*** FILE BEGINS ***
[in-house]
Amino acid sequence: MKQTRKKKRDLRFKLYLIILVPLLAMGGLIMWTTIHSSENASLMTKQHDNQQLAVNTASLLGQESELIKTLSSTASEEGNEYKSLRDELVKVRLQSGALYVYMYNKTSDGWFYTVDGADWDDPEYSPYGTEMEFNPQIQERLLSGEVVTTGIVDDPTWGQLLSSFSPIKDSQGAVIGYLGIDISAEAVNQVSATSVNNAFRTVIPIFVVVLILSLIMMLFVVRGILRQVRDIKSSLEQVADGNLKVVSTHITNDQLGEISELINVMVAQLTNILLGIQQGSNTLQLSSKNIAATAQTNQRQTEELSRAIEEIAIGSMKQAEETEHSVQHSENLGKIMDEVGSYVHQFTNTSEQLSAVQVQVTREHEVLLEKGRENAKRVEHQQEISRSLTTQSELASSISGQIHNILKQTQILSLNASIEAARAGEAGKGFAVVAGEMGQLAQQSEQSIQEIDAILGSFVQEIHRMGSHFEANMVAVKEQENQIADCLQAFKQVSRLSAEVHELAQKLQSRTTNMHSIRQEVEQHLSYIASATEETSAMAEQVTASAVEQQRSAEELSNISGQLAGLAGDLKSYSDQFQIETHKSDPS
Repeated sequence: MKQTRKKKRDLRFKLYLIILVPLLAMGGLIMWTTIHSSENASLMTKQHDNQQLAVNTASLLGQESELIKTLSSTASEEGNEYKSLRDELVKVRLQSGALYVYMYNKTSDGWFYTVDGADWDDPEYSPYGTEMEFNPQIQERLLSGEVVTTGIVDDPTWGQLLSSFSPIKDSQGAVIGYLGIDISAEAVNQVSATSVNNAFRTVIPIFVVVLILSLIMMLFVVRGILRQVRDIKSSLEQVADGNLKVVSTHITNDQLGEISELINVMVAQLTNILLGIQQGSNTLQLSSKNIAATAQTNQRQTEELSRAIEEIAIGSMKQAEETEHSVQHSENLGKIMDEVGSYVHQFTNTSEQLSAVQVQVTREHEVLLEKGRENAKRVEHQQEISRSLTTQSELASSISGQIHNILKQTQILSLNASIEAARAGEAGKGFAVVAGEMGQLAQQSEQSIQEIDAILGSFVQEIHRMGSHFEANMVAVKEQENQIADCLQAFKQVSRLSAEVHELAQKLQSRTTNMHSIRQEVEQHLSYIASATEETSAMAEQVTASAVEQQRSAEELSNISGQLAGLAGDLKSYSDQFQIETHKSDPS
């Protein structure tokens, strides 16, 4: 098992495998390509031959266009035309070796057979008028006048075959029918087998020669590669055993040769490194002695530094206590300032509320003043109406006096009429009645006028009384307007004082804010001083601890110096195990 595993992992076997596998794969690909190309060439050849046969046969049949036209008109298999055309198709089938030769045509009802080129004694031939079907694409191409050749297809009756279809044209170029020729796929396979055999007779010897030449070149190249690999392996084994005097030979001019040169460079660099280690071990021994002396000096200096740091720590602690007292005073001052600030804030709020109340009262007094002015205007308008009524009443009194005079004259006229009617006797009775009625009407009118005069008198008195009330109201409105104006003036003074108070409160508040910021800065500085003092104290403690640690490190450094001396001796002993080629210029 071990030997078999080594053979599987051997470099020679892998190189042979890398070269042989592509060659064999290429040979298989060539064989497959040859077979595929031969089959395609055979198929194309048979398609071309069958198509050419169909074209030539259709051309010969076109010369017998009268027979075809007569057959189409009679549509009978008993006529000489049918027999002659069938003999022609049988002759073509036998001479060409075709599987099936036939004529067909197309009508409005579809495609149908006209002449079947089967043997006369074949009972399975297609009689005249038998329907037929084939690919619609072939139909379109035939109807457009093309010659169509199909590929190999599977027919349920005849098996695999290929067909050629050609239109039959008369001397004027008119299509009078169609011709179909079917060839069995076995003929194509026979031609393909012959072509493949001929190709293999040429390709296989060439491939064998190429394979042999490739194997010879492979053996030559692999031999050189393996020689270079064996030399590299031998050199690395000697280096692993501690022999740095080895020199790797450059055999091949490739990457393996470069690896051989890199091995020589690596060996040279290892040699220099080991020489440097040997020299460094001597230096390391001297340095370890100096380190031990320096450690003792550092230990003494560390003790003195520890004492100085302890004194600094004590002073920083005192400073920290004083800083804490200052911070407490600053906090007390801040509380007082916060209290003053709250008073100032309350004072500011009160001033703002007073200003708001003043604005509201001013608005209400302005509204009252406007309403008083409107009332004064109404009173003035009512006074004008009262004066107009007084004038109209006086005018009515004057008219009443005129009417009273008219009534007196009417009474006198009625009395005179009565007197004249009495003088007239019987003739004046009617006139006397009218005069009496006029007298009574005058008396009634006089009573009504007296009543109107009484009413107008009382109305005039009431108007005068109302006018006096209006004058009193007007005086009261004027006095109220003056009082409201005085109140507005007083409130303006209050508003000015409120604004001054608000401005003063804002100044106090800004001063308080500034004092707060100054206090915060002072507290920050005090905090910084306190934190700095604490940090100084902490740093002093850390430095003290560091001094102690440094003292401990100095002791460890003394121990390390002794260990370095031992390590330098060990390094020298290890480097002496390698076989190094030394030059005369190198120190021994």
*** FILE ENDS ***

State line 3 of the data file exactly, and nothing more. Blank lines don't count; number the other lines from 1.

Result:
Repeated sequence: MKQTRKKKRDLRFKLYLIILVPLLAMGGLIMWTTIHSSENASLMTKQHDNQQLAVNTASLLGQESELIKTLSSTASEEGNEYKSLRDELVKVRLQSGALYVYMYNKTSDGWFYTVDGADWDDPEYSPYGTEMEFNPQIQERLLSGEVVTTGIVDDPTWGQLLSSFSPIKDSQGAVIGYLGIDISAEAVNQVSATSVNNAFRTVIPIFVVVLILSLIMMLFVVRGILRQVRDIKSSLEQVADGNLKVVSTHITNDQLGEISELINVMVAQLTNILLGIQQGSNTLQLSSKNIAATAQTNQRQTEELSRAIEEIAIGSMKQAEETEHSVQHSENLGKIMDEVGSYVHQFTNTSEQLSAVQVQVTREHEVLLEKGRENAKRVEHQQEISRSLTTQSELASSISGQIHNILKQTQILSLNASIEAARAGEAGKGFAVVAGEMGQLAQQSEQSIQEIDAILGSFVQEIHRMGSHFEANMVAVKEQENQIADCLQAFKQVSRLSAEVHELAQKLQSRTTNMHSIRQEVEQHLSYIASATEETSAMAEQVTASAVEQQRSAEELSNISGQLAGLAGDLKSYSDQFQIETHKSDPS